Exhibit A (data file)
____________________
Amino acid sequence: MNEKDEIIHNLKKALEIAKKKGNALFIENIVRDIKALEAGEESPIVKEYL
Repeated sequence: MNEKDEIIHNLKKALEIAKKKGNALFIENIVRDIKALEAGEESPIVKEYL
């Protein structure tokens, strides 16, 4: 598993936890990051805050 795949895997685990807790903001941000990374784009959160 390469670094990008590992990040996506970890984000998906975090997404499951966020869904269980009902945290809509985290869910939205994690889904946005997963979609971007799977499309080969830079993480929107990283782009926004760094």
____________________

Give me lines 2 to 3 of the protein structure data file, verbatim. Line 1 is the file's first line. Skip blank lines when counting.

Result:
Repeated sequence: MNEKDEIIHNLKKALEIAKKKGNALFIENIVRDIKALEAGEESPIVKEYL
């Protein structure tokens, strides 16, 4: 598993936890990051805050 795949895997685990807790903001941000990374784009959160 390469670094990008590992990040996506970890984000998906975090997404499951966020869904269980009902945290809509985290869910939205994690889904946005997963979609971007799977499309080969830079993480929107990283782009926004760094």